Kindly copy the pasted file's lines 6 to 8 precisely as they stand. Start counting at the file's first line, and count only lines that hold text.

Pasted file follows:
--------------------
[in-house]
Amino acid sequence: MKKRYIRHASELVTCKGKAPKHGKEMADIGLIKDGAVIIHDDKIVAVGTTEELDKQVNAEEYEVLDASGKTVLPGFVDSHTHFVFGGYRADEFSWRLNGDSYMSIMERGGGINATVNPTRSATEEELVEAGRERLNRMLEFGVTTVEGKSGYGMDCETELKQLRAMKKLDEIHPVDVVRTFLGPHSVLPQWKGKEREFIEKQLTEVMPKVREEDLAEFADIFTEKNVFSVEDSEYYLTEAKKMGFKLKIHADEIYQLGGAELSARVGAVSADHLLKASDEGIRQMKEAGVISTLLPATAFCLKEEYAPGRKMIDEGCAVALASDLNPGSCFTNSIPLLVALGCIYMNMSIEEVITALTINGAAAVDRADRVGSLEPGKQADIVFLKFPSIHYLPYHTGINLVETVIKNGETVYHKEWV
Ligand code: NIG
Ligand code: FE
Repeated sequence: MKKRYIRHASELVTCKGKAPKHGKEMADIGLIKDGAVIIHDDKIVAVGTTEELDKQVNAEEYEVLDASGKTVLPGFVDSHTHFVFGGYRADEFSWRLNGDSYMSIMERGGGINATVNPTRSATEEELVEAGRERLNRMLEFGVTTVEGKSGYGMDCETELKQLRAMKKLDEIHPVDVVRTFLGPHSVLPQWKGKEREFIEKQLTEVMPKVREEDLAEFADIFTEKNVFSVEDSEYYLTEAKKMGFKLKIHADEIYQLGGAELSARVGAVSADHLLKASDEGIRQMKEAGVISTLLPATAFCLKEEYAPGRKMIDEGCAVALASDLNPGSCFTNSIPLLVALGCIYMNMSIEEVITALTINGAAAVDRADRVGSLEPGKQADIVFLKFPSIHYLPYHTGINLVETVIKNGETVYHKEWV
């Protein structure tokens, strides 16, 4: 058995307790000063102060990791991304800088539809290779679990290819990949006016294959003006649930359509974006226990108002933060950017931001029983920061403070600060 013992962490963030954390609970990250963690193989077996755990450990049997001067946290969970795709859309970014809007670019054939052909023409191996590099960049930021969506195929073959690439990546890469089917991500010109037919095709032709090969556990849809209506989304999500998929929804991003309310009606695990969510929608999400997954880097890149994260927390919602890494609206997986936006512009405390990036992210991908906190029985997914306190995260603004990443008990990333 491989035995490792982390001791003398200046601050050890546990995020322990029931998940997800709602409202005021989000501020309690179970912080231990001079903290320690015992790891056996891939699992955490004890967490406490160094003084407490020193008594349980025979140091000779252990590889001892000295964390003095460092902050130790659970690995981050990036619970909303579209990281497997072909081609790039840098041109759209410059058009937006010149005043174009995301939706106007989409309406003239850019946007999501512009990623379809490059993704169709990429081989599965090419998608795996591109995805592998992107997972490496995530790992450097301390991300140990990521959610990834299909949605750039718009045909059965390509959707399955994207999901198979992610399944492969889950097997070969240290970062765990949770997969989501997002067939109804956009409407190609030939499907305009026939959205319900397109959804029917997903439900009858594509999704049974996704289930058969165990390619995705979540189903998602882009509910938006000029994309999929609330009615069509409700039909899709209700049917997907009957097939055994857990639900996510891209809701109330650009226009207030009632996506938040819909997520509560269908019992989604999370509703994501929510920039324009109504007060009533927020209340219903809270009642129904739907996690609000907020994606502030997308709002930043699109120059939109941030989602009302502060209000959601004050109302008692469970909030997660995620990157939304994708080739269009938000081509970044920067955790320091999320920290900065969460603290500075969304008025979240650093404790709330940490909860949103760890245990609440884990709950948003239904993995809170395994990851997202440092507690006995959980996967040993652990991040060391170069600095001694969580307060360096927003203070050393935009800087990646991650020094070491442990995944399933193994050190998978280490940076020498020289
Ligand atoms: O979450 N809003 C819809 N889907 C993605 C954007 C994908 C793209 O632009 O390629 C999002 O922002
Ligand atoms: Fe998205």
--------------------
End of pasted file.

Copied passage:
């Protein structure tokens, strides 16, 4: 058995307790000063102060990791991304800088539809290779679990290819990949006016294959003006649930359509974006226990108002933060950017931001029983920061403070600060 013992962490963030954390609970990250963690193989077996755990450990049997001067946290969970795709859309970014809007670019054939052909023409191996590099960049930021969506195929073959690439990546890469089917991500010109037919095709032709090969556990849809209506989304999500998929929804991003309310009606695990969510929608999400997954880097890149994260927390919602890494609206997986936006512009405390990036992210991908906190029985997914306190995260603004990443008990990333 491989035995490792982390001791003398200046601050050890546990995020322990029931998940997800709602409202005021989000501020309690179970912080231990001079903290320690015992790891056996891939699992955490004890967490406490160094003084407490020193008594349980025979140091000779252990590889001892000295964390003095460092902050130790659970690995981050990036619970909303579209990281497997072909081609790039840098041109759209410059058009937006010149005043174009995301939706106007989409309406003239850019946007999501512009990623379809490059993704169709990429081989599965090419998608795996591109995805592998992107997972490496995530790992450097301390991300140990990521959610990834299909949605750039718009045909059965390509959707399955994207999901198979992610399944492969889950097997070969240290970062765990949770997969989501997002067939109804956009409407190609030939499907305009026939959205319900397109959804029917997903439900009858594509999704049974996704289930058969165990390619995705979540189903998602882009509910938006000029994309999929609330009615069509409700039909899709209700049917997907009957097939055994857990639900996510891209809701109330650009226009207030009632996506938040819909997520509560269908019992989604999370509703994501929510920039324009109504007060009533927020209340219903809270009642129904739907996690609000907020994606502030997308709002930043699109120059939109941030989602009302502060209000959601004050109302008692469970909030997660995620990157939304994708080739269009938000081509970044920067955790320091999320920290900065969460603290500075969304008025979240650093404790709330940490909860949103760890245990609440884990709950948003239904993995809170395994990851997202440092507690006995959980996967040993652990991040060391170069600095001694969580307060360096927003203070050393935009800087990646991650020094070491442990995944399933193994050190998978280490940076020498020289
Ligand atoms: O979450 N809003 C819809 N889907 C993605 C954007 C994908 C793209 O632009 O390629 C999002 O922002
Ligand atoms: Fe998205």